Soldiers of the Arab Socialist Union in Rhea, January 1957
| State of Gandhara
||Arab Socialist Union|
|Commanders and leaders|
| Emir Mohamed al-Mansur|
| Ahmed Assiri
The Gandhari Revolution (Arabic: ثورة الغانذاري, Thawrat al-Gāndhāri) was an armed conflict in the State of Gandhara, fought between forces loyal to Emir Mohamed al-Mansur and those seeking to abolish the constitutional monarchy and to establish an Arab Republic. As a result of the Revolution, the Lettuce Governorate proclaimed the Lettucian independence as the First Lettucian Republic.
The discovery of significant oil reserves in the early 1950s and the subsequent income from petroleum sales enabled the State of Gandhara to become a wealthy state. Although oil drastically improved the Gandhari government's finances, resentment began to build over the increased concentration of the nation's wealth in the hands of Emir Mohamed al-Mansur. Several movements promoted the view that the Gandhari monarchy was corrupt and that Gandhara would become a pro-Western puppet state. This discontent mounted with the rise of Arab nationalism and socialism throughout the country.
By 1956, the government of Gandhara made large profits from the export of oil and gas. The Gandhari society had little benefit from the newly acquired wealth, which led to civil unrest. Public demonstrations began during the spring in Rhea, Port Eden, and other large cities throughout Gandhara.
Rise of the Arab Socialist Union of Gandhara
As a response to the growing Arab nationalism, the Arab Socialist Union of Gandhara was established in 1952 by four military officers of the Gandhari army. The movement was originally founded as a nationalist movement, in order to promote Arab nationalism, but the military strength of the organization increased during the early years, which led to distrust of the organization by the government. The Gandhari government tried to prohibit the Arab Socialist Union several times, but the movement received support from conservative political parties.
Reaction of the Emir
In September 1956, Emir Mohamed al-Mansur ordered the army to stop the mass demonstrations. During a demonstration in Port Eden on 28 September, the Gandhari army opened the fire on the protesters, killing 23 people. Another 148 people were arrested by the police. Three days of major riots throughout Gandhara followed, in which the Arab Socialist Union of Gandhara fought back in Port Eden against the police and the army. The Union managed to take over several police stations and to gain control over a major part of Port Eden. These events are considered to be the beginning of the revolution.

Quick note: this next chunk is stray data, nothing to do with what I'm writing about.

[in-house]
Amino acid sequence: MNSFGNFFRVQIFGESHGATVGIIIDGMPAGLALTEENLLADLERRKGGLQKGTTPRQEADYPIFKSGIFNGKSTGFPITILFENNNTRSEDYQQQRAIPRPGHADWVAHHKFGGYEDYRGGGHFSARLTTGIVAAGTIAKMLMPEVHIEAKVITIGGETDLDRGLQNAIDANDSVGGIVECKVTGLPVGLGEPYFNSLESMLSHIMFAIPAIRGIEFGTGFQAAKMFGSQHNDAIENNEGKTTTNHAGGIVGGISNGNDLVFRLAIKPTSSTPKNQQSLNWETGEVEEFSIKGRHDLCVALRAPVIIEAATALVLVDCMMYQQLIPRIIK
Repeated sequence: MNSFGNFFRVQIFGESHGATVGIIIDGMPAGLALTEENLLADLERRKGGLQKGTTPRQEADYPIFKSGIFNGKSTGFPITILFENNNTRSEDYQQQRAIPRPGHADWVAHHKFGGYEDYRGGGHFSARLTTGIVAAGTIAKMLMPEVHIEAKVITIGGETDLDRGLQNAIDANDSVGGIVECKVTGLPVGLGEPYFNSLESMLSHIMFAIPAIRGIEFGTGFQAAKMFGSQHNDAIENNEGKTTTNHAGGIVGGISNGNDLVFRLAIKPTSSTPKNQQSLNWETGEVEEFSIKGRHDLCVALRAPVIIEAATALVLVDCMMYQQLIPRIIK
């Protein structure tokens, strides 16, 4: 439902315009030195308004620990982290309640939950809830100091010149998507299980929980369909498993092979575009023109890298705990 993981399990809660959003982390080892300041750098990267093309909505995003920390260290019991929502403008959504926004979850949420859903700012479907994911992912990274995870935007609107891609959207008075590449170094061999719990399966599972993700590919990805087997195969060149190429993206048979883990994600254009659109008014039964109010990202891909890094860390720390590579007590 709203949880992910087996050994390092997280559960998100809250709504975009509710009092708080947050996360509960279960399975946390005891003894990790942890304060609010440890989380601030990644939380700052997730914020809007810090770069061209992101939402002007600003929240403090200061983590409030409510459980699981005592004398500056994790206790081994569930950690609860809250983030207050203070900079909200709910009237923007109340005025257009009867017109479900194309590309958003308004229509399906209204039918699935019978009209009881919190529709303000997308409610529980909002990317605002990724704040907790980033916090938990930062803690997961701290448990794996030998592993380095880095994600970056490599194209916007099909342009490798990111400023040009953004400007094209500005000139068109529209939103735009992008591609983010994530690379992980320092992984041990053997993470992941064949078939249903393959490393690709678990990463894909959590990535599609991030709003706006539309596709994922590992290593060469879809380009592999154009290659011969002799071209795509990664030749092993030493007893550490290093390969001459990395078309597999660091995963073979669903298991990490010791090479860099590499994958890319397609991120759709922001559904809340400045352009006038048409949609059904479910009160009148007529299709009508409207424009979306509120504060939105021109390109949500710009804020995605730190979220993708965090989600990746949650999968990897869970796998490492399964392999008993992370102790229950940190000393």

General strike and increasing opposition
On 9 October 1956, 700 workers at Port Eden's main oil refinery went on strike, and on 11 October the same occurred at refineries in 5 other cities. On 13 October, central government workers in Rhea simultaneously went on strike.
The protesters, led by the Arab Socialist Union, gained support from Arab nationalists and from ethnic groups who lived in the northern and southern regions of Gandhara. Several ethnic groups had little rights under the rule of the Emir, and they were hoping for more rights in a new Arab state.
Street demonstrations in many cities continued at full force, while the Arab Socialist Union gained control over a bigger area. Emir Mohamed al-Mansur gave the army and the police of Rhea orders to guard all entrances to Rhea and to stop every demonstration in the capital. By the end of 1956, the Emir lost control over the most important areas of Gandhara.
Finally on 15 January 1957, soldiers of the Arab Socialist Union reached Rhea. After a couple of hours, the soldiers managed to reach the city center. Emir Mohamed al-Mansur left the capital with his family and his personal staff, and the Arab Socialist Union installed an interim government the same day. It meant the end of the revolution.
The revolution led to the overthrow of the Al-Mansur dynasty and the abolition of the Emirate. The Arab Socialist Union declared a transitional period in which preparations were made to establish a republic. A new Constitution was adopted on 4 October 1957, stipulating the formation of a new parliament on 10 December that year.
As a result of the victory of the Arab Socialist Union, the Lettuce Governorate proclaimed the Lettucian independence as the First Lettucian Republic. The Lettucian people, mostly Christian, feared the loss of several privileges that were granted under the Al-Mansur dynasty. The independence was formalized on 15 August 1957 with the Lettucian Independence Act, and the new Gandhari government recognized the independence in the Treaty of Vola on 14 May 1958.